I was afraid to face the humid and hot climate of Terai, especially coming from Finland, where heat is not something we are used to. Now everyone in Fattepur village, in Bara district, knows a lot of stereotypes about my cold country and its people. And I know a lot about the village. I got used to the heat as well, and it was quite nice not having to moisturize my skin for one month.
I arrived at the end of June, first in Kathmandu and from there we took a car that drew five hours through the hills to Fattepur. I’ve never seen such landscapes. The narrow, curvy roads and the nature were amazing, even when it was cloudy. Afterwards travelling the same way by a microbus (tatasumo), I was quite scared. Especially during the monsoon time there are landslides and roads are muddy. The drivers were quite skillful.
I was welcomed to the school by students and teachers. They showed me the computer room, where seven computers were waiting to be used and one needed a power plug. One of the computers had internet already. During my stay all the eight computers were taken to use, all of them got internet, some students learned how to use many computer programs, email and facebook. Also teachers were eager to learn how to use the internet, and students also helped them.
I was amazed how friendly and kind everyone in the village was. I felt welcome everywhere and was offered incredibly sweet mangoes and even sweeter milk tea. It took a while to get used to people gathering wherever I went, just to see me. Many of them wanted to dye my hair black, but that would have made my face look very pale. Everyone remembered the previous celebrity, Eva Zulian, and missed her very much.
At the beginning of my one month’s stay, I had the chance to experience planting rice in the wet fields, and at the end I could cut it. I also rode on the back of a motorbike to Simara, Hetauda a couple of times Dumarwana.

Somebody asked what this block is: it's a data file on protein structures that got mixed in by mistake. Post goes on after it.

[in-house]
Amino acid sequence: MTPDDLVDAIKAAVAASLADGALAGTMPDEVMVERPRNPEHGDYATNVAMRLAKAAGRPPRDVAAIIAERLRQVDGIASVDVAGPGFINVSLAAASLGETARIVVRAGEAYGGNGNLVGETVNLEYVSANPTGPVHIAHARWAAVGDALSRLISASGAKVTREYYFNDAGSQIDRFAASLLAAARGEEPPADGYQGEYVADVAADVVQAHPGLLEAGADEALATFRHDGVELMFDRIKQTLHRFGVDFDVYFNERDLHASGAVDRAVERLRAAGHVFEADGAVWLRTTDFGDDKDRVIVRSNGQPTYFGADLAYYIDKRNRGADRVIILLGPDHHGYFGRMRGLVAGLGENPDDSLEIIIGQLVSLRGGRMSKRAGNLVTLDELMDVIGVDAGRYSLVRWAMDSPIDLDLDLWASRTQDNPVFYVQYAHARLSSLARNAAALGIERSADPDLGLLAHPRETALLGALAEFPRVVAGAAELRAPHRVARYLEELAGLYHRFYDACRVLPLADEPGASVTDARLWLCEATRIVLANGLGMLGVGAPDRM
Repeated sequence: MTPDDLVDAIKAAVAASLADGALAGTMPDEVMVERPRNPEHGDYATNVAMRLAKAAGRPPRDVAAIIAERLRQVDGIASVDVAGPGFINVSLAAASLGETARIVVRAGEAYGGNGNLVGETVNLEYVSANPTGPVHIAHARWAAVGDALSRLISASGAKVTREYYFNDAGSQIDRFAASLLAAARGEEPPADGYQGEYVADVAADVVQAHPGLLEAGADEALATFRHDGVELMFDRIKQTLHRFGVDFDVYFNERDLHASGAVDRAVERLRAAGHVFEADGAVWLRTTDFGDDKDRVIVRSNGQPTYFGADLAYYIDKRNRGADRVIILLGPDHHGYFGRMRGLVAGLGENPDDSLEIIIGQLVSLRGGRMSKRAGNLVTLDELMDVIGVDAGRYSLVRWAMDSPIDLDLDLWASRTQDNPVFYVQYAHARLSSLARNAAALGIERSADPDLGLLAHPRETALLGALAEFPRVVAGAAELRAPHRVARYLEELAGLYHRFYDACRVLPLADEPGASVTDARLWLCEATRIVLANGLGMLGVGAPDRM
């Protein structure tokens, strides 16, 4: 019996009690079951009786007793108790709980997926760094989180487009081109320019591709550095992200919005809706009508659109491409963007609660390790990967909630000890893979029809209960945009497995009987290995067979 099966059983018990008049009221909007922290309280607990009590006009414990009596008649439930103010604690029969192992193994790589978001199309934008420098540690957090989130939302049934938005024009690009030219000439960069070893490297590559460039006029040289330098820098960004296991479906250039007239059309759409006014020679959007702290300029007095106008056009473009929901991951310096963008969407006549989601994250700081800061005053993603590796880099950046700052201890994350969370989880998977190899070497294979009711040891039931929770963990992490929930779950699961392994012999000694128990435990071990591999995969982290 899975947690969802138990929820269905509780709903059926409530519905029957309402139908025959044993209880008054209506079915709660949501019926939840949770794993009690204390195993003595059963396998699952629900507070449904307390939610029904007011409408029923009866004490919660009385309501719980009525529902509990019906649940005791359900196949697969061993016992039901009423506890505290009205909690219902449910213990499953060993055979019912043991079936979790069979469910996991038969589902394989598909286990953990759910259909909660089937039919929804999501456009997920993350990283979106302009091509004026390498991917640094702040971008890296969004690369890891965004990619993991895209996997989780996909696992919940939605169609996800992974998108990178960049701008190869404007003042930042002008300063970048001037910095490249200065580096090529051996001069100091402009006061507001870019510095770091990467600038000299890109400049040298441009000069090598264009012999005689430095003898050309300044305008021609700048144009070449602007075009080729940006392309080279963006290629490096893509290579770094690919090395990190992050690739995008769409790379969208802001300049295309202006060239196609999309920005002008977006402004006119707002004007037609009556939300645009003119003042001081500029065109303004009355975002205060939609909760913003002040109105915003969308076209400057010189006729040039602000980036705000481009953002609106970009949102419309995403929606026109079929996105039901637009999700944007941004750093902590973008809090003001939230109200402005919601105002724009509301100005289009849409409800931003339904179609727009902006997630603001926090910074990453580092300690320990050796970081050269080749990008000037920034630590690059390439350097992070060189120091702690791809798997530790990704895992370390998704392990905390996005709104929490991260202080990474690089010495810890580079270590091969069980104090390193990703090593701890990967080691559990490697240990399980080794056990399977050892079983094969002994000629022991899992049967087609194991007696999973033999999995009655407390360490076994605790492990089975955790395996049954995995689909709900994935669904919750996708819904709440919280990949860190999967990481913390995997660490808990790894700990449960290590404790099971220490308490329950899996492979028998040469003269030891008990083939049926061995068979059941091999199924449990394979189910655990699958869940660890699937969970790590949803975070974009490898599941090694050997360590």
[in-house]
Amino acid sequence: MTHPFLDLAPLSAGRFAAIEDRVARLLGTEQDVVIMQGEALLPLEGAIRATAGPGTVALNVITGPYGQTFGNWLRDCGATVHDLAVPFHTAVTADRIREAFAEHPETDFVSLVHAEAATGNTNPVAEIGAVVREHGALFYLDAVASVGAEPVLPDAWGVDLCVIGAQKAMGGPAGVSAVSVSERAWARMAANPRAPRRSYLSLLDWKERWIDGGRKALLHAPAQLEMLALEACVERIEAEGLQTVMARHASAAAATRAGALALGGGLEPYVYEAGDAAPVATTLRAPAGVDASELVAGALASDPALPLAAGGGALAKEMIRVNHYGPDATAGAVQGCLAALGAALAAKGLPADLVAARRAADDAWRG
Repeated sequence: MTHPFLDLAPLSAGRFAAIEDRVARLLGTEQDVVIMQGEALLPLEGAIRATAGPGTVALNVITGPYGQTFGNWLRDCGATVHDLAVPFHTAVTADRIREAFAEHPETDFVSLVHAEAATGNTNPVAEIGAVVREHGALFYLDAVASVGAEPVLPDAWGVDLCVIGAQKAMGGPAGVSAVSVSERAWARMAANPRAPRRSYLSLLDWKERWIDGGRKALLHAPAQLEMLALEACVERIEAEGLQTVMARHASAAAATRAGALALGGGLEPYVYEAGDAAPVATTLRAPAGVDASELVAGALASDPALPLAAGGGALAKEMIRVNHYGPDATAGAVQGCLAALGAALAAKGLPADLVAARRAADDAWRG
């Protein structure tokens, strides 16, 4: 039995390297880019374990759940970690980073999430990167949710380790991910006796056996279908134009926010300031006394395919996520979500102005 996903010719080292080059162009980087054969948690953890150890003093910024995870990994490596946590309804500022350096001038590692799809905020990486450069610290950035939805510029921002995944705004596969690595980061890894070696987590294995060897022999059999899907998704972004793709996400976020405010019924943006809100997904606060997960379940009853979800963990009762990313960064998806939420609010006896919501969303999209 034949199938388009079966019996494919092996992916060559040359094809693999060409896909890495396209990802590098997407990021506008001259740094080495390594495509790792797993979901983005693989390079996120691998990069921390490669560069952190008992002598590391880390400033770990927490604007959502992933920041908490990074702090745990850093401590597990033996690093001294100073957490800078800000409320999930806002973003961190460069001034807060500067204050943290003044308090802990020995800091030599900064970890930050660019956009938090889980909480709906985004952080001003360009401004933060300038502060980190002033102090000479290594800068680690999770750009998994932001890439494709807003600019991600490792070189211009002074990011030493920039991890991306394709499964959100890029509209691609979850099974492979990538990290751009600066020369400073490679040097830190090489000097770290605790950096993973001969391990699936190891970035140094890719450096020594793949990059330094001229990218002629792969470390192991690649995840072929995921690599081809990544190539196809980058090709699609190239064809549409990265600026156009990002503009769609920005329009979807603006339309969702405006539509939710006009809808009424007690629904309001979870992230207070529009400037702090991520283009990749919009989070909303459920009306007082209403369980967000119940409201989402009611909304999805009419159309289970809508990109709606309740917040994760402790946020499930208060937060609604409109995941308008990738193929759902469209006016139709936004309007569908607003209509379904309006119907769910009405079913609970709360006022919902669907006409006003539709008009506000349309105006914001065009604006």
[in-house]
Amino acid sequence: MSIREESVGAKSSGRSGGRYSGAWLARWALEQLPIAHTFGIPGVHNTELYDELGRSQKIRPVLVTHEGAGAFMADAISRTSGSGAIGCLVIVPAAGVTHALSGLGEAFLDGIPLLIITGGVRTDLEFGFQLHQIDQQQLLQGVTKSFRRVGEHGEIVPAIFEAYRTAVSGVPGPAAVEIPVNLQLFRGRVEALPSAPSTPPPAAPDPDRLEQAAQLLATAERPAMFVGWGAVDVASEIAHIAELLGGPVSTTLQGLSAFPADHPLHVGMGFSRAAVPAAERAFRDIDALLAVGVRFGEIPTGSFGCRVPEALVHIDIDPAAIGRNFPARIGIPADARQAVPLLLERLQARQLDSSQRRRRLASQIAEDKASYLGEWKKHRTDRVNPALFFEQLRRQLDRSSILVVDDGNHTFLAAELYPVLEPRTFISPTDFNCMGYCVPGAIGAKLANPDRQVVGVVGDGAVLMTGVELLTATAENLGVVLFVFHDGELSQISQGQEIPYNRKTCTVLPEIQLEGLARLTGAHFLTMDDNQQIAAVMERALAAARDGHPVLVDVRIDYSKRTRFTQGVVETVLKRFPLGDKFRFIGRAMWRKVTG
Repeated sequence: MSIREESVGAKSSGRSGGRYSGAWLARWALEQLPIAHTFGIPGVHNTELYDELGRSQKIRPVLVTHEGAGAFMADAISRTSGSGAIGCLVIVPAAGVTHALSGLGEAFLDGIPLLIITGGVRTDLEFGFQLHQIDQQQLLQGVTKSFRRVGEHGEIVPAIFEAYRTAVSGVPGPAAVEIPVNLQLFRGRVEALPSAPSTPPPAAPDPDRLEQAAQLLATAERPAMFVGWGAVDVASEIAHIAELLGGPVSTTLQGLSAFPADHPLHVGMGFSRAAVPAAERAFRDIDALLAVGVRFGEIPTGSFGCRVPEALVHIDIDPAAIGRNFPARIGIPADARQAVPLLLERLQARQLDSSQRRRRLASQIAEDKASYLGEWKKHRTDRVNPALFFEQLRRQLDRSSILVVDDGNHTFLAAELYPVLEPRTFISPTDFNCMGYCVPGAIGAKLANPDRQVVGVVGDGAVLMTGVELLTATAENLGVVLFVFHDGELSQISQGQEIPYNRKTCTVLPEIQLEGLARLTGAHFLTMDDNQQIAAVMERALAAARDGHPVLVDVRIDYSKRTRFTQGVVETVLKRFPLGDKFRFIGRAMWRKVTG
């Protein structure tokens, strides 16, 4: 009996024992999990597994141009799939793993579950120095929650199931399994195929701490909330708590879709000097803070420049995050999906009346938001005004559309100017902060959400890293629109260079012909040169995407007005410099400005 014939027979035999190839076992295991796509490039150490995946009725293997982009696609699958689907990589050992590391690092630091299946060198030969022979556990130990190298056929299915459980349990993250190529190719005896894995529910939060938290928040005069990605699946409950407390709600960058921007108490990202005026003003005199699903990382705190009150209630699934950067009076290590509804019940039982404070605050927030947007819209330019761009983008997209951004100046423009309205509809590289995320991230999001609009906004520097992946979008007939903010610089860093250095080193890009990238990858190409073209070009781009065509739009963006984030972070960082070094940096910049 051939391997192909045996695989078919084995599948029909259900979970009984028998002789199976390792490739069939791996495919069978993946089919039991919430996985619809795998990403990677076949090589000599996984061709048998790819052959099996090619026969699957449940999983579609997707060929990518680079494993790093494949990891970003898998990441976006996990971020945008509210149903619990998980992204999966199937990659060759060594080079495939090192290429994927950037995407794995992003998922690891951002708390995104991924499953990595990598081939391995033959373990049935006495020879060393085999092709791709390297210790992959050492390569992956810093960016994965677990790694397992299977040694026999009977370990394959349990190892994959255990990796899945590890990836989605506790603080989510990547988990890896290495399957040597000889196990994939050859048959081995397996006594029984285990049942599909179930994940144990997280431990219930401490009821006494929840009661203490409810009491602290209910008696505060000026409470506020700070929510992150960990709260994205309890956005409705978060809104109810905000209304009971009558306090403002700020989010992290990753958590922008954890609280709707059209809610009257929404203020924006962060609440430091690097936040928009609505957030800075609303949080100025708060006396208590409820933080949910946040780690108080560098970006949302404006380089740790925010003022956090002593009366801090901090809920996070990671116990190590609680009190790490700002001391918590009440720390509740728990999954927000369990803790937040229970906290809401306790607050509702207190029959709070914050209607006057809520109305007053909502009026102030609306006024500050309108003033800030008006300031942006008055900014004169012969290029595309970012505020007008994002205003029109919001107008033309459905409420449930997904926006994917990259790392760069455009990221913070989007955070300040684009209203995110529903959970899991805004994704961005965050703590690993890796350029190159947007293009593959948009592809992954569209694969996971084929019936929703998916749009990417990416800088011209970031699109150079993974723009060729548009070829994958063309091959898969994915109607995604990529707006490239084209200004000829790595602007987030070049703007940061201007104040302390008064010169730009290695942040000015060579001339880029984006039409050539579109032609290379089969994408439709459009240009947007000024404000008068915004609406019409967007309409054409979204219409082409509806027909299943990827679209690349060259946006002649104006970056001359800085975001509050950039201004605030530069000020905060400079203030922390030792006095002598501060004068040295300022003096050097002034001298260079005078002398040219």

The house where I stayed was the biggest house in the village. The children in my host family could understand and speak a little bit of English as they went to a private school where teaching is mostly in English. With the grown-ups we communicated with gestures. They also understood my basic learning of Nepali better than my English. I learned how to say names of jewelry in Bhojpuri. The women and girls in my host family wanted me to wear jewels all the time. A local tailor made similar kurta surwal dresses for me and my “sister”. I learned how to eat everything without cutlery, although I was using my spoon for the first few days. The water in the village is very clean; I was able to drink it without any problem. Usually I have avoided spicy food but now I actually quite like it.
Everyone kept asking how large my family is, what my family members’ names are and when I will get married.
Some of the students were amazing singers. They stood up in front of the whole class and sang Hindi songs to me while others were playing the percussions with their hands against the school desk. The class sizes are quite huge; some of the students were writing their exams outside on the lawn, against any concrete surfaces.
The summer vacation started on the second week of my stay. It was the peak of agricultural activities so children had to help their parents with harvesting and other work. 11-12 classes c ontinued their classes and some older students stayed at the school for extra tuition.
It was sad to leave just as I was beginning to know people well.